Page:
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Inbox: They did it on their own

He affects the game, it’s as simple as that

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CB Chandon Sullivan

David from Osceola, WI

I've gotta say after so many months of bad news, it's nice to be able to sit down on Sunday and watch a game like that. 2-0 baby.

It's been an enjoyable start on so many levels.

Scott from Kissimmee, FL

Has there ever been a bigger difference in PF/PA in the first two games of a season against division rivals?

I don't know, but the Packers hadn't scored 40-plus to open the season against any two opponents since they manhandled the Menominee North End A.C., 53-0, and the Marinette Northerners, 61-0, when the franchise was born back in 1919.

Statham from Pineview, GA

What is it they say about not paying RBs? Yeah, I'm not hearing it.

A popular sentiment in the Inbox, in the in-game blog yesterday, and everywhere in between. Has a running back ever fit a system better? Wow.

Ben from Groton, CT

I was unable to watch the game but watched "live" highlights on a network. For all of the people that complain about the Packers' defense, they seem to come up with big plays at the right times. Doesn't that make the defense "good"?

It makes it one you can win with. The defense had a rough fourth quarter last week and a rough first quarter this week. The other six quarters it's been a rather solid and at times momentum-changing unit. It's an uneven bunch thus far, which can look unsettling, but it has played a big part in these two victories.

Christian from Ontario, CA

What are your pros and cons of GBP's Week 2 performance?

Staying poised on both sides of the ball after the rough 14-3 start was the most impressive thing, collectively. There was no crowd to bring them back and they did it on their own. The double-up on either side of halftime was as good as it gets – two touchdowns 26 seconds apart to take command of the game. The offensive line is managing injuries fine, and the offense as a whole showed it's not lost without Davante Adams. Defensively, the main thing I don't like is the chunk plays. It's hard to clamp down on anybody in this league, but you don't give yourself much chance for a stop when you allow big plays.

Glenn from Mechanicsville, VA

Is it a coincidence the word "stupid" is hidden within "pundits"?

If pundit is defined as a national figure opining on the state of a team, as opposed to a beat reporter who covers said team on a daily basis and follows all the ins and outs of the operation, then it's not a coincidence at all. I find the former to be generally less informed.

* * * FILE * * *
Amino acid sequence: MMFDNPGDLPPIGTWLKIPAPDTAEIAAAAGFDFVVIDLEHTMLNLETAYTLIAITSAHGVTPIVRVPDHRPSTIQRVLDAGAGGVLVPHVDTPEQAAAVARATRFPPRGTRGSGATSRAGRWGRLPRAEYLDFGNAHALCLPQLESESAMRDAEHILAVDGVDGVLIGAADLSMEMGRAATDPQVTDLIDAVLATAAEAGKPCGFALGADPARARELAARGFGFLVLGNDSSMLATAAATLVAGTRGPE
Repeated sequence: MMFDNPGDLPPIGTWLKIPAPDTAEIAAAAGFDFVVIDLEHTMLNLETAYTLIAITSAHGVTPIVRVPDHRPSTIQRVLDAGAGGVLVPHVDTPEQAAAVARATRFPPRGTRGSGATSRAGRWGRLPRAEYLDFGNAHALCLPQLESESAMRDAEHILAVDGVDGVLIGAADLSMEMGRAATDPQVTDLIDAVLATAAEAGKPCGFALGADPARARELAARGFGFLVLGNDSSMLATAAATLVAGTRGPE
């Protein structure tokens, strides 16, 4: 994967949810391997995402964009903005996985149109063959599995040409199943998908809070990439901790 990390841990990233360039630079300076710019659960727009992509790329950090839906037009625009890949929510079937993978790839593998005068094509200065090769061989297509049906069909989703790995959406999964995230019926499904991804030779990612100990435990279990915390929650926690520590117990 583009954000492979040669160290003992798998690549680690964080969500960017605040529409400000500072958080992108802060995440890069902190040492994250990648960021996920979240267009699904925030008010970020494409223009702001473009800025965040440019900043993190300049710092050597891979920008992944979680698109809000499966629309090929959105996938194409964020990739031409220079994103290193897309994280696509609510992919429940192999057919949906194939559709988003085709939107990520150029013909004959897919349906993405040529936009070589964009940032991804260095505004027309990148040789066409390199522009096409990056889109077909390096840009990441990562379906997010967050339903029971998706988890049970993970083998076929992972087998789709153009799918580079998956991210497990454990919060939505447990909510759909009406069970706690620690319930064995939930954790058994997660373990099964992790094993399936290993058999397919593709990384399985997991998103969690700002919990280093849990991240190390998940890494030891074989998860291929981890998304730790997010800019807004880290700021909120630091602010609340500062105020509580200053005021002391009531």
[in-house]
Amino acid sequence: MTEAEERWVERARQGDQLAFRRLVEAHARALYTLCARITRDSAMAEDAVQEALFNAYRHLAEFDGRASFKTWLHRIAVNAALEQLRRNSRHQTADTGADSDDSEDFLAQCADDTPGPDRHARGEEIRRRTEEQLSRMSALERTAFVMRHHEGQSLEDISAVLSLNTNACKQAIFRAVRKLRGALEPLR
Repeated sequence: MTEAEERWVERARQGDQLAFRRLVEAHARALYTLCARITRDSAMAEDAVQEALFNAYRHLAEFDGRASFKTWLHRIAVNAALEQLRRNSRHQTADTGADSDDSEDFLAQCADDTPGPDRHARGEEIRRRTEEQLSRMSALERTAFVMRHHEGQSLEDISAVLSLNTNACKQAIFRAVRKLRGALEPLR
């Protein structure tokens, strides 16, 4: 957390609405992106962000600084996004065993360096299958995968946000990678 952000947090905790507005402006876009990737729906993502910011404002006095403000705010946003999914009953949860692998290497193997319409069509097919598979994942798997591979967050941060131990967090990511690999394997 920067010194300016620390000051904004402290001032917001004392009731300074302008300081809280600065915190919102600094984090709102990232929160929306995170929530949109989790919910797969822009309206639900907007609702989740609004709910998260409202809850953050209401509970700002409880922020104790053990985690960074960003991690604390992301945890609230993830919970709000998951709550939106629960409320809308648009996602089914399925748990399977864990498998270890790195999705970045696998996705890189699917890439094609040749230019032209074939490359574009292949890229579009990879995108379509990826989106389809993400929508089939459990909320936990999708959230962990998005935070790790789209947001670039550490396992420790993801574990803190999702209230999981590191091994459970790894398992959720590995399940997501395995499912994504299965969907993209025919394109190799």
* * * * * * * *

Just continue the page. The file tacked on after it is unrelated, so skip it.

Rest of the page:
Steve from Cedar Falls, IA

Just read a post that 11K passengers on flights have been exposed to COVID-19. My question is: With many if not all officials having employment outside football and travel to their assigned games, what steps are being taken to protect the players from a potential exposure from this avenue?

The officials are wearing masks at all times. I can't speak to their testing protocols, but game assignments are being made with geography in mind. The league is hoping 70 percent of all league officials will be able to drive to their assignments rather than fly. That's creating mixed crews on a weekly basis, and some officials working at the same stadiums multiple times, two things that are not the norm. But the league is making those sacrifices to the usual procedures to reduce the risk of virus contraction.

Ralph from Monchengladbach, Germany

Hello Insiders, is the number of injuries in Week 2 across the league higher than usual, or does it just seem so, because of the number of big names?

I think it's the big names we're seeing on the injury list more than anything. It's astonishing really. This is a brutal game.

Linda from Morgan Hill, CA

I thought in past seasons, you did four "Packers Unscripted" broadcasts a week with "Final Thoughts" the day before the game. This past week, you did one "Packers Unscripted" and a "Final Thoughts." Is that the 2020-21 schedule?

No. We actually used to do five "Unscripted" episodes per week. This year, we're cutting back to two, but various issues beyond our control prevented us from doing the second episode this past week. We apologize for that, but we hope it's just a blip and we can return to our two-per-week plan from here on out. We're all still adjusting, so thanks for bearing with us.

Mark from Monrovia, CA